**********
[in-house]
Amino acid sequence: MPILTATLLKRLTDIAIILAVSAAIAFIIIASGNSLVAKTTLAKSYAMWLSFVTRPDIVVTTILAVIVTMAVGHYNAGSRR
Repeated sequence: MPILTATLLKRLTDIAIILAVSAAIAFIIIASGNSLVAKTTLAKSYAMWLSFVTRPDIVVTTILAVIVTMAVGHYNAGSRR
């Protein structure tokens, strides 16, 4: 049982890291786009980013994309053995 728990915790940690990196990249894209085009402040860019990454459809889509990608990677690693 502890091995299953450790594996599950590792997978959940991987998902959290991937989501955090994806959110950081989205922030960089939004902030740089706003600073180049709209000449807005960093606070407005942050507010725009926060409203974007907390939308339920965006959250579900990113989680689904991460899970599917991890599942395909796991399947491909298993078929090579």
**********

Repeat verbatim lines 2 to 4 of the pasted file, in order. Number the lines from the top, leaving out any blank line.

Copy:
Amino acid sequence: MPILTATLLKRLTDIAIILAVSAAIAFIIIASGNSLVAKTTLAKSYAMWLSFVTRPDIVVTTILAVIVTMAVGHYNAGSRR
Repeated sequence: MPILTATLLKRLTDIAIILAVSAAIAFIIIASGNSLVAKTTLAKSYAMWLSFVTRPDIVVTTILAVIVTMAVGHYNAGSRR
């Protein structure tokens, strides 16, 4: 049982890291786009980013994309053995 728990915790940690990196990249894209085009402040860019990454459809889509990608990677690693 502890091995299953450790594996599950590792997978959940991987998902959290991937989501955090994806959110950081989205922030960089939004902030740089706003600073180049709209000449807005960093606070407005942050507010725009926060409203974007907390939308339920965006959250579900990113989680689904991460899970599917991890599942395909796991399947491909298993078929090579």